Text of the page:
Good morning, and welcome to today's hearing. I want to especially recognize our colleague and friend, The Honorable Robert Walker, the former Chairman of this committee, for agreeing to testify here today. Bob it's good to see you. But I thank all our witnesses for being with us. I recognize that a lot of time and effort goes into the preparation of hearing testimony. I want you all to know that your expert knowledge and vast experience is very useful to this Committee and Congress as we consider legislation, so thank you for taking the time to appear here today.
There are a number of significant issues confronting NASA and its space program: a diminishing number of missions under development in the space sciences arena; an aeronautics budget that can no longer support full-scale demonstration flights; and no clearly articulated vision for our human exploration program beyond the International Space Station.
With regard to human space flight, during the national debate following the Columbia accident nearly ten years ago, we emerged with guiding principles and goals that were overwhelmingly endorsed by both Republicans and Democrats in the House and Senate, resulting in the NASA Authorization Acts of 2005, and 2008. Even though funding was often less than many of us recommended, there was a consensus on the overall strategic direction. That consensus was short lived when this Administration, with no notice, abruptly canceled Constellation via submission of the FY2011 budget. The current agreement -- if it can be called that -- is not a consensus as much as it is a compromise. No one got everything they wanted, but the lack of a clear consensus - grounded in an agreement on national priorities - resulted in no effective way to prioritize the many competing demands. It has been clear over the last few budget cycles that there are fundamental disagreements.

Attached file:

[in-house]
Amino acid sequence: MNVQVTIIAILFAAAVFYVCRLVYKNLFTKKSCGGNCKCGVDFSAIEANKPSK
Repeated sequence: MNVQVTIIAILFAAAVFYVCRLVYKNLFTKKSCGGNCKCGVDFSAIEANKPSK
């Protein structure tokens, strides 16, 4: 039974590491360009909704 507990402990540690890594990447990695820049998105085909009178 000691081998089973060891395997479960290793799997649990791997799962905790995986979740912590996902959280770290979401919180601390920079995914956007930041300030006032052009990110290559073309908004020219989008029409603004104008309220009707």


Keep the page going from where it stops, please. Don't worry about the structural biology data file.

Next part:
Constellation was an integrated development plan to first replace the space shuttle's access to the space station in low Earth orbit and then evolve over time into heavy-lift rockets allowing NASA take longer strides and once again reach beyond low Earth orbit, to the Moon and beyond. At Congress's insistence the present compromise includes a heavy lift rocket development program, but the general lack of consensus on goals and destination has sown the seeds for disappointment as three large development programs, the Space Launch System, the Orion crew capsule, and the Commercial Crew program compete for the same diminishing resources in NASA's Exploration Systems budget. Since the Commercial Crew program supports the ISS, perhaps it should more appropriately be funded by the Space Operations budget. The Administration, Congress, and NASA should all look for ways to eliminate waste and duplication.
We are in a very challenging budget environment that will be with us for the next several years.
Fiscal realities demand that NASA become more efficient and sized correctly to accomplish its goals, but consensus will have to be re-established among the agency's stakeholders to clarify NASA's strategic vision, goals, and missions. The good work that NASA has done, and that NASA can do in the future, is so important to me.
I want to preserve our International Space Station, and as a strategic goal to go beyond it. But it's not likely with this Congress -- and this electorate -- that we can expect vast sums for the Moon, Mars, or an asteroid. We can't go to Mars until our people can go to the grocery store. In other words, it's about the economy. The economy has to improve before NASA funding increases. I want us to work together to ensure that the American people get the kind of results that NASA is capable of producing and has demonstrated so often. We have a very distinguished panel of witnesses today and I look forward to this hearing sparking a much needed national dialogue about NASA's future. This group is uniquely qualified to start this very important discussion by sharing their own perspectives about the strategic direction of America's space program.